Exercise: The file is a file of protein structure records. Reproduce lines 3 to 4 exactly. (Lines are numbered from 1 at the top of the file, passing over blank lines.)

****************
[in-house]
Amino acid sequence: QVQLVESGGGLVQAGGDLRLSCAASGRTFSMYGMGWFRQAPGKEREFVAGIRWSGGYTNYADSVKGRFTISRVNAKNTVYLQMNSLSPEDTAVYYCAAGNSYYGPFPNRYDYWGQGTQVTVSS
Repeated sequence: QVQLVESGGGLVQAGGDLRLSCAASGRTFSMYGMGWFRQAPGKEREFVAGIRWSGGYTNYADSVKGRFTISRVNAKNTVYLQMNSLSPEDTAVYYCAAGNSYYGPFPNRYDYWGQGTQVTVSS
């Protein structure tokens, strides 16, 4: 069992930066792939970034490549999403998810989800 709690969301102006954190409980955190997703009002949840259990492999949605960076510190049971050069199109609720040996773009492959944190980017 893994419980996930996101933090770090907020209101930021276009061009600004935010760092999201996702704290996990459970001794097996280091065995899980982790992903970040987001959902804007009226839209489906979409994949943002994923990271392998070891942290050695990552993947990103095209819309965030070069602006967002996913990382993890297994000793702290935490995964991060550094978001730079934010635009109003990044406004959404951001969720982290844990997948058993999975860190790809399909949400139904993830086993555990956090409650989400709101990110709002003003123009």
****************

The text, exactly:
Repeated sequence: QVQLVESGGGLVQAGGDLRLSCAASGRTFSMYGMGWFRQAPGKEREFVAGIRWSGGYTNYADSVKGRFTISRVNAKNTVYLQMNSLSPEDTAVYYCAAGNSYYGPFPNRYDYWGQGTQVTVSS
């Protein structure tokens, strides 16, 4: 069992930066792939970034490549999403998810989800 709690969301102006954190409980955190997703009002949840259990492999949605960076510190049971050069199109609720040996773009492959944190980017 893994419980996930996101933090770090907020209101930021276009061009600004935010760092999201996702704290996990459970001794097996280091065995899980982790992903970040987001959902804007009226839209489906979409994949943002994923990271392998070891942290050695990552993947990103095209819309965030070069602006967002996913990382993890297994000793702290935490995964991060550094978001730079934010635009109003990044406004959404951001969720982290844990997948058993999975860190790809399909949400139904993830086993555990956090409650989400709101990110709002003003123009």